Blogger Hacks, Categories, Tips & Tricks

Saturday, March 17, 2007
Pipes, JSON, and code for your website
Although there's still quite a bit going on with Yahoo Pipes, interest in the gee-whiz user interface seems to be waning around the blogosphere. While the drag-and-drop interface is cool, I think one of the more useful and interesting features of Yahoo Pipes is its ability to export data as JSON data.

Yahoo makes all of its data -- including Pipes feeds data -- available as JSON. JSON -- Javascript Object Notation -- is just data presented as Javascript code. That means you can write Javascript to work directly on the data without any XMLHttpRequest objects to open, get and parse. And because Yahoo provides a nifty callback mechanism, you don't run into the cross domain security issues that plague Ajax developers -- everything runs on the client and Yahoo Pipes enables some truly interesting mashup possibilities that go way beyond the "aggregate 200 feeds and filter on my keywords and pull in some Flickr photos" examples that dominate most blog discussion on Yahoo Pipes.

Code for your site

The most frequently asked question I see on the Pipes discussion boards seems to be "How to I put Pipes feeds on my website?" Here are code examples showing how you can pull data from a Pipes JSON feed and display it automatically on any web page.

  1. Get the JSON feed data. Here's the code to do that. Replace "PipeID" with the feed you're interested in. Be sure to retain "_render=json&_callback=pipeCallback". More about the callback parameter later. Make sure this script is someplace it will be executed when the HTML page loads.
      <script type="text/javascript" 
    src="http://pipes.yahoo.com/pipes/pipe.run?_id=pipeID&_render=json&_callback=pipeCallback">
    </script>
    If you need a real life example, try this:
     <script type="text/javascript"
    src="http://pipes.yahoo.com/pipes/pipe.run?_id=lLJMf7HH2xGlUlFRJjBjOg&_render=json&_callback=pipeCallback">
    </script>


  2. Write some CSS. To keep my example simple, I'll use <div> to put things where I want to go. Because this is a callback function, you can't just use document.write because you don't know where the text will actually end up unless you use CSS to place the text. You can define this however you want, but in my sample code I'll use a CSS ID called "leftside" and define a left sidebar.

    #leftside {
    position:absolute;
    left:10px;
    width:180px;
    border:1px solid black;
    font-size:0.8em;
    padding:8px;
    margin:8px;
    }

  3. Create the callback function.The <HEAD> section of the HTML page is as good a place as any to put this code.

    <script type="text/javascript">
    function pipeCallback(obj)
    document.write("<div id=leftside><h3>My Pipes Feed</h3>");
    var x;
    for (x = 0; x < obj.count ; x++)
    {

    var buildstring = "<b><a href=" + obj.value.items[x].link + ">" + obj.value.items[x].title + "</a></b>. <span id=desc>" + obj.value.items[x].description + "</span><br />";
    document.write(buildstring);
    buildstring = null;
    }
    document.write("</div>");

    }
    </script>

  4. Some explanation. The function pipeCallback is called by the JSON method that you loaded in Step (1) above. Note that the name of the function matches the _callback parameter you used in calling the first script. obj is the JSON object with one or more members. I'll describe the members in the next step. You can modify this function to change how the link text looks and where the text is placed, but in this example the Title will be a link to the URL of the original article, and the description is also displayed. In real life, you may want to limit the number of items that are actually displayed.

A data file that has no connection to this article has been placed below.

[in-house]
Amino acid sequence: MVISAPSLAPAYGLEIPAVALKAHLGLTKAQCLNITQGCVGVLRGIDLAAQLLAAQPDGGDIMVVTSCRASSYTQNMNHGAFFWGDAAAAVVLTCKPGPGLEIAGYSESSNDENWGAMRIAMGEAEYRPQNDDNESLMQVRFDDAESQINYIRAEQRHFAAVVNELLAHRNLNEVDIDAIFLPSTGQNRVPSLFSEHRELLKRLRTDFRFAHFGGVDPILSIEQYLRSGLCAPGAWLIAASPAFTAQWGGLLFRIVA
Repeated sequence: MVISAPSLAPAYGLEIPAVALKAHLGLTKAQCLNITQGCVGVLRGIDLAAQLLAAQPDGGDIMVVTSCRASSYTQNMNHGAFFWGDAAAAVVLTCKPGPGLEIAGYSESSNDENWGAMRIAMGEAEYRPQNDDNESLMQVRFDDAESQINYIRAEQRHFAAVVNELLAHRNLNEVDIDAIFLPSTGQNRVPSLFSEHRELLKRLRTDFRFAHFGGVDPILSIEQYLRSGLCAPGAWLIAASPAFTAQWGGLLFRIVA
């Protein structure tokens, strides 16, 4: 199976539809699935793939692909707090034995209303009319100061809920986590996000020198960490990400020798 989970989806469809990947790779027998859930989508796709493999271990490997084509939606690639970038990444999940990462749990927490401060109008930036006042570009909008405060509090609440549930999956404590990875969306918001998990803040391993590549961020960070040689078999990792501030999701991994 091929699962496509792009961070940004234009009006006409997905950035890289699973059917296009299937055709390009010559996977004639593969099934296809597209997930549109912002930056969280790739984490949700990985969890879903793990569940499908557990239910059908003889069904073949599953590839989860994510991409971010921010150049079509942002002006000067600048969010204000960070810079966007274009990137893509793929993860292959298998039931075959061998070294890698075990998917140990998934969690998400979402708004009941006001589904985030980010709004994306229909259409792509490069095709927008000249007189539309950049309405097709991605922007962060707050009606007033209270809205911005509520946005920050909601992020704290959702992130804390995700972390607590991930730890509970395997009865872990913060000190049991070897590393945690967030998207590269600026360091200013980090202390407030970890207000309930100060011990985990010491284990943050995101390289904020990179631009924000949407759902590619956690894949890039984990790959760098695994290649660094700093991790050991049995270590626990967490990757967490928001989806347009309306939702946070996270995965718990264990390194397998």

5. Arrays and fields. obj.count is the number of members that are in the object. obj.value.items is an array of the members. These members may have different elements depending on how the Pipe was constructed -- you'll need to look at the actual JSON data to see what's specifically available -- but typical RSS feed things will be there, including
    • obj.value.items[x].title -- the title of the article.
    • obj.value.items[x].description -- the text or summary of the article.
    • obj.value.items[x].link -- the URL to the original article.
    • obj.value.items[x].pubDate -- the publication date of the article.


If you're able to make use of this code, please feel free to post your example in the comments.
Posted at 3:15 AM by Yokota Fritz.
9 Comments:
<    >
Anonymous pablokani said...
I´ve tried to embed it in blogger and it doesn´t work. Do you Know why? . Sorry i´m a nerd.

<    >
Anonymous Simone said...
Very useful (soon on http://www.panarea.com), but, pay attention, you miss the { after
function pipeCallback(obj)

Thanks

<    >
Anonymous sherwin said...
works for me thanks. and thanks simone for spotting that missing {

<    >
Blogger citrine said...
What if you want more than the typical RSS feed things?

Is there a way to add more elements to blogger posts?

<    >
Anonymous Anonymous said...
Thank you for providing some decent documentation on how to use this service. I don't understand why Yahoo! couldn't do it themselves in a readily accessible fashion. I looked all over their site and couldn't find anything on how to use the callback. Nice.

<    >
Blogger claudia said...
I'm a novice but how do I read the json file?
I googled it but there's too much unfriendly info. Any tutorial u recommend?
best, Clau

<    >
Anonymous raj said...
It worked, thank you

<    >
Anonymous Anonymous said...
nice work .. noticed a new plug-in for jquery called json2html ... you create transforms that you can easily appy to a yaho pipe's output

http://plugins.jquery.com/plugin-tags/json2html

<    >
Anonymous andry said...
very good tutorial and can hopefully help me in building json in the application that I created for this lecture. thank you

Links to this post:

Create a Link


eXTReMe Tracker